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On the safety lamp for coal miners; with some researches on flame by Sir Humphry Davy

Humphry Davy's book

On the safety lamp for coal miners; with some researches on flame by Sir Humphry Davy. 1818

Geoscientist 20.11 November 2010

Michael McKimm writes: As the rescuers in Chile continue to drill towards the 33 stranded miners, locked two miles below the surface, we are reminded once again of what the July editorial of this magazine called our ‘industrial heroes’ – not only the men and women who daily risk their lives in pursuit of minerals for our commodity-driven world, but those called upon to improve and ensure their safety as they do so, and to perform mining miracles when things go wrong.

One such hero was Humphry Davy (1778–1829). Called upon to address the high numbers of explosions in mines, Davy found that the mixture of air and methane only reacted at a high temperature. A number of mining explosions had been caused by methane gas being ignited by the open flames of the lamps then used by miners. Davy devised a lamp with narrow tubes to cool down the gases, enclosing the flame in wire gauze. As historian David Knight states, the ‘Davy lamp’ was ‘a device developed in the laboratory that worked down the mine—this was one of the very first examples of technology as applied science.’1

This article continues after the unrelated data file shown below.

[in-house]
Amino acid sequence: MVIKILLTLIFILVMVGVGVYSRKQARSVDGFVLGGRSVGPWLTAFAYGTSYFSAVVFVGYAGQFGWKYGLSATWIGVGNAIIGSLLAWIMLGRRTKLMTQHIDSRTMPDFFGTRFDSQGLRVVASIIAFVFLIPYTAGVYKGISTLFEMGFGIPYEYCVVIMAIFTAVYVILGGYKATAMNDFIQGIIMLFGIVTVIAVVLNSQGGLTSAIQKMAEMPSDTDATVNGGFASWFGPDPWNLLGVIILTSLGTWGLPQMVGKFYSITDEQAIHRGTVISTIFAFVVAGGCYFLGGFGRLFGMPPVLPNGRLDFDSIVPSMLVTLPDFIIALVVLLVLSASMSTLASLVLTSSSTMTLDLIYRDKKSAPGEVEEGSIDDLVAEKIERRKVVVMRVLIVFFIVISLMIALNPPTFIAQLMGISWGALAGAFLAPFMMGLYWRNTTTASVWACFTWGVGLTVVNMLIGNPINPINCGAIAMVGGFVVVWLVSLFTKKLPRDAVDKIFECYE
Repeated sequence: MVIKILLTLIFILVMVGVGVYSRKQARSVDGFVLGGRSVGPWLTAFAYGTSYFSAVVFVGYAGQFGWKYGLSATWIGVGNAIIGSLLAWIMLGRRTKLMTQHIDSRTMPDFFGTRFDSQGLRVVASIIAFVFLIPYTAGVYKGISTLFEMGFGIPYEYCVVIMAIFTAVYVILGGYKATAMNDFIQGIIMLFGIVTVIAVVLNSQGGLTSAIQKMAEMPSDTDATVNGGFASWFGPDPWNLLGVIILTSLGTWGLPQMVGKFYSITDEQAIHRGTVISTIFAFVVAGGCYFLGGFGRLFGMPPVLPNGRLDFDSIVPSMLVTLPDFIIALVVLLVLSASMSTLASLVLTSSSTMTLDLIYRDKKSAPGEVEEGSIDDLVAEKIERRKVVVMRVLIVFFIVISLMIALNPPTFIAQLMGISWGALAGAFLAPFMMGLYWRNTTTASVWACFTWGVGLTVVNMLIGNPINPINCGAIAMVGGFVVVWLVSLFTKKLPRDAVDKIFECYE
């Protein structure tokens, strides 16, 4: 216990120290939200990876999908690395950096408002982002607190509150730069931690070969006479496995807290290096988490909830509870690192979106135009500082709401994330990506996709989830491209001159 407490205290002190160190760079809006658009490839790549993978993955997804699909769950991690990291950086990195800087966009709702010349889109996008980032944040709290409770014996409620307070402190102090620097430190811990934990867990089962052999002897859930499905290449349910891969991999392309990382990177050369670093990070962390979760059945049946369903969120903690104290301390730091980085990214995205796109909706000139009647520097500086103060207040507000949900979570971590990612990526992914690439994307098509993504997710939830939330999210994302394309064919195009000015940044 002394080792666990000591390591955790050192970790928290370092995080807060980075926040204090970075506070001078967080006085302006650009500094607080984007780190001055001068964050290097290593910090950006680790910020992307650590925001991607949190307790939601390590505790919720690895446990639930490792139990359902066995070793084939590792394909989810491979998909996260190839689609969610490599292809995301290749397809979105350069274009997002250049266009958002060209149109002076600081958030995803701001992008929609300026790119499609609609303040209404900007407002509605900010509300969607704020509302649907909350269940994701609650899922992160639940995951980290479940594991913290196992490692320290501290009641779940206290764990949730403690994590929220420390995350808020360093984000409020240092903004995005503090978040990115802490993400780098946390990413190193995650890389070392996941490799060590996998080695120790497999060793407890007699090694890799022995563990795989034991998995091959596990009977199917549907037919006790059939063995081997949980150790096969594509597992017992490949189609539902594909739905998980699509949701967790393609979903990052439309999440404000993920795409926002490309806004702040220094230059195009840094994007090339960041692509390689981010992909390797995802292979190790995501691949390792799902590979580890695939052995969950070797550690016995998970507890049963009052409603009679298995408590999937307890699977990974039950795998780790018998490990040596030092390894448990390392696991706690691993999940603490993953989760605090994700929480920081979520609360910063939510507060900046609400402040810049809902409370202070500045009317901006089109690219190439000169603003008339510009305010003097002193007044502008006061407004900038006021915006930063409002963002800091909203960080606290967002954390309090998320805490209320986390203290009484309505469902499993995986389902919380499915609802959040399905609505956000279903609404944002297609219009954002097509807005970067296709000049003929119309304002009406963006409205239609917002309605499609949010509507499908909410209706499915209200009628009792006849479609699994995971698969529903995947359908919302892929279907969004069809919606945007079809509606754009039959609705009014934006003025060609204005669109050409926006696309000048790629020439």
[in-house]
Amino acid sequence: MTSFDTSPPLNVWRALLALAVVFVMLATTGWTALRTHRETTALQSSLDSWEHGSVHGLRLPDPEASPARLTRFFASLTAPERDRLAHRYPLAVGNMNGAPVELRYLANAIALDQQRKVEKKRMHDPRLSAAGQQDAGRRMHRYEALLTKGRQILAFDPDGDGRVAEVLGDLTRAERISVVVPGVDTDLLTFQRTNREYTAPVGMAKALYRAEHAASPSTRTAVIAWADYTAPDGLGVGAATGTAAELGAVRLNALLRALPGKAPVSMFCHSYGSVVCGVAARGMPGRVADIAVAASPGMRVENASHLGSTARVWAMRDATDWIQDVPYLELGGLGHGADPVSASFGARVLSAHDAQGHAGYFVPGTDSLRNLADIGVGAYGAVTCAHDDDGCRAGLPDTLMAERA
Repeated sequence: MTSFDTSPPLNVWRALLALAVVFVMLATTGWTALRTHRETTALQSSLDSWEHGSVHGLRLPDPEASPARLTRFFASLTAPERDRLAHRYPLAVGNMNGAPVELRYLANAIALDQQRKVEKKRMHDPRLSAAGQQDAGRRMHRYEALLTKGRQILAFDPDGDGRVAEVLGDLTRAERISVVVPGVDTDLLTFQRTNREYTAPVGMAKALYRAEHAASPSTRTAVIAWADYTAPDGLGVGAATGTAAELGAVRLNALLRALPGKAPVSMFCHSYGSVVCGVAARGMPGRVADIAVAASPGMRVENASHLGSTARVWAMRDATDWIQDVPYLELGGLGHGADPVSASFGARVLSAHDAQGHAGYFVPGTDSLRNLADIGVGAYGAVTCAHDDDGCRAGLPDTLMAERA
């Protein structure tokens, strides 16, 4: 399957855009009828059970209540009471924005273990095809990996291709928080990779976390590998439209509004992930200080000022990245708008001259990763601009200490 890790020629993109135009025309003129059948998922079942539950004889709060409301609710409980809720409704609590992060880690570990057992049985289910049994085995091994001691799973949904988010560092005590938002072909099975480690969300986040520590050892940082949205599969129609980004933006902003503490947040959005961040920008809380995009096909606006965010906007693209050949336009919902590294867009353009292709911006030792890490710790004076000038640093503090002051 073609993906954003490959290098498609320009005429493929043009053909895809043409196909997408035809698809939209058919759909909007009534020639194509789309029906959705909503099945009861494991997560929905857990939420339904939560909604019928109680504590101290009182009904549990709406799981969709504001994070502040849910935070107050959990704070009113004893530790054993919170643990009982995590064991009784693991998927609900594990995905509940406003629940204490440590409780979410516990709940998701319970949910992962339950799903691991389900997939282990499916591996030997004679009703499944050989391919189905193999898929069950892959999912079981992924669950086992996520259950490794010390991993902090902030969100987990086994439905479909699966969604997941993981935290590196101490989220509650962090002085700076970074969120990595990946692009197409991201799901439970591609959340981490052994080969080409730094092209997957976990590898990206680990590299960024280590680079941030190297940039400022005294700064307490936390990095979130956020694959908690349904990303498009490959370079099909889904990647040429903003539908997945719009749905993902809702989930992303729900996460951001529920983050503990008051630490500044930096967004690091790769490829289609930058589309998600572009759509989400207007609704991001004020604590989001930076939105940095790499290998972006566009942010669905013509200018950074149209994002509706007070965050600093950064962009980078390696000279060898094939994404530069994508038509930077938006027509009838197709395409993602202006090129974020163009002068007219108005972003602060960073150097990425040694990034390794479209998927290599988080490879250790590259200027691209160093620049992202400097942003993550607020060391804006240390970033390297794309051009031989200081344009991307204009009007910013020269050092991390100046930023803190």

The Society’s copy was presented by Davy himself to our then fledgling library, and is bound with his earlier essay, ‘Practical hints on the application of wire-gauze to lamps, for preventing explosions in coal mines’ (1816), in which he first presented his ideas to the Royal Institution.


  1. David Knight, ‘Davy, Sir Humphry, baronet (1778–1829)’, Oxford Dictionary of National Biography, online edn, Oxford University Press, Sept 2004
  • The Library operates a sponsorship scheme to help preserve and restore its rare books. For more information, contact Michael McKimm in the library, or see the Sponsor A Book page on the Society’s website: